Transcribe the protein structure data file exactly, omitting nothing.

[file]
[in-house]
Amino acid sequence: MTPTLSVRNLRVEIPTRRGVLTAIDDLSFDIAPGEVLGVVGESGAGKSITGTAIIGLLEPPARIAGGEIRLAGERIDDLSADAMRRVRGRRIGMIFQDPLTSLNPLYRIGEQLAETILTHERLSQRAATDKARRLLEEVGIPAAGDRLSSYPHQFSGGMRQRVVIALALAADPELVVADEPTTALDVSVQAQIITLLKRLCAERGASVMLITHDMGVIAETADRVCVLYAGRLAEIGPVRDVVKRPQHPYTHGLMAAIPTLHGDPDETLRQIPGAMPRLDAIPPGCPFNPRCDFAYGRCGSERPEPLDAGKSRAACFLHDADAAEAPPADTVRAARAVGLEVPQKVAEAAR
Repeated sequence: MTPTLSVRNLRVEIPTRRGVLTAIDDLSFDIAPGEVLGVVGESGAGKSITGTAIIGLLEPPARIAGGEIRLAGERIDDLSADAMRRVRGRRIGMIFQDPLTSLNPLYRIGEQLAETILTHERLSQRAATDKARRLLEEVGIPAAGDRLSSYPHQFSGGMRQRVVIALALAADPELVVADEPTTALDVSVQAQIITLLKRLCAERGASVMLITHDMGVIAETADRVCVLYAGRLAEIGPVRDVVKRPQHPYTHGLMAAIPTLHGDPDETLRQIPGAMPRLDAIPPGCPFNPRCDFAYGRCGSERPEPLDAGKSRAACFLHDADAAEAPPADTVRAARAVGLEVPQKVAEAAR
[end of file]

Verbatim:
[in-house]
Amino acid sequence: MTPTLSVRNLRVEIPTRRGVLTAIDDLSFDIAPGEVLGVVGESGAGKSITGTAIIGLLEPPARIAGGEIRLAGERIDDLSADAMRRVRGRRIGMIFQDPLTSLNPLYRIGEQLAETILTHERLSQRAATDKARRLLEEVGIPAAGDRLSSYPHQFSGGMRQRVVIALALAADPELVVADEPTTALDVSVQAQIITLLKRLCAERGASVMLITHDMGVIAETADRVCVLYAGRLAEIGPVRDVVKRPQHPYTHGLMAAIPTLHGDPDETLRQIPGAMPRLDAIPPGCPFNPRCDFAYGRCGSERPEPLDAGKSRAACFLHDADAAEAPPADTVRAARAVGLEVPQKVAEAAR
Repeated sequence: MTPTLSVRNLRVEIPTRRGVLTAIDDLSFDIAPGEVLGVVGESGAGKSITGTAIIGLLEPPARIAGGEIRLAGERIDDLSADAMRRVRGRRIGMIFQDPLTSLNPLYRIGEQLAETILTHERLSQRAATDKARRLLEEVGIPAAGDRLSSYPHQFSGGMRQRVVIALALAADPELVVADEPTTALDVSVQAQIITLLKRLCAERGASVMLITHDMGVIAETADRVCVLYAGRLAEIGPVRDVVKRPQHPYTHGLMAAIPTLHGDPDETLRQIPGAMPRLDAIPPGCPFNPRCDFAYGRCGSERPEPLDAGKSRAACFLHDADAAEAPPADTVRAARAVGLEVPQKVAEAAR